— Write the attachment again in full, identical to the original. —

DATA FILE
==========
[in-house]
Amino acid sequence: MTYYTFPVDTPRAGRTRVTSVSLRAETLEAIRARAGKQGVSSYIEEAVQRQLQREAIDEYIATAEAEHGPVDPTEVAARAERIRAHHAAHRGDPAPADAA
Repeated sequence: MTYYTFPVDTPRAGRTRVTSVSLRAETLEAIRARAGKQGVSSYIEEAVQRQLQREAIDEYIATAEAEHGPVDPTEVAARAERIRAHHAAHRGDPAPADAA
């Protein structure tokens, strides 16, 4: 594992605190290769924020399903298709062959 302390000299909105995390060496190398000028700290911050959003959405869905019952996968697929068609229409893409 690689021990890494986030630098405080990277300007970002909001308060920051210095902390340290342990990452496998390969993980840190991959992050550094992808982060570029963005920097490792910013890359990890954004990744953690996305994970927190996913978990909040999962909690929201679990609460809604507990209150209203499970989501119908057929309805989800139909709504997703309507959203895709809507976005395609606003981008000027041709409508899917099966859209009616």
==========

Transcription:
[in-house]
Amino acid sequence: MTYYTFPVDTPRAGRTRVTSVSLRAETLEAIRARAGKQGVSSYIEEAVQRQLQREAIDEYIATAEAEHGPVDPTEVAARAERIRAHHAAHRGDPAPADAA
Repeated sequence: MTYYTFPVDTPRAGRTRVTSVSLRAETLEAIRARAGKQGVSSYIEEAVQRQLQREAIDEYIATAEAEHGPVDPTEVAARAERIRAHHAAHRGDPAPADAA
């Protein structure tokens, strides 16, 4: 594992605190290769924020399903298709062959 302390000299909105995390060496190398000028700290911050959003959405869905019952996968697929068609229409893409 690689021990890494986030630098405080990277300007970002909001308060920051210095902390340290342990990452496998390969993980840190991959992050550094992808982060570029963005920097490792910013890359990890954004990744953690996305994970927190996913978990909040999962909690929201679990609460809604507990209150209203499970989501119908057929309805989800139909709504997703309507959203895709809507976005395609606003981008000027041709409508899917099966859209009616």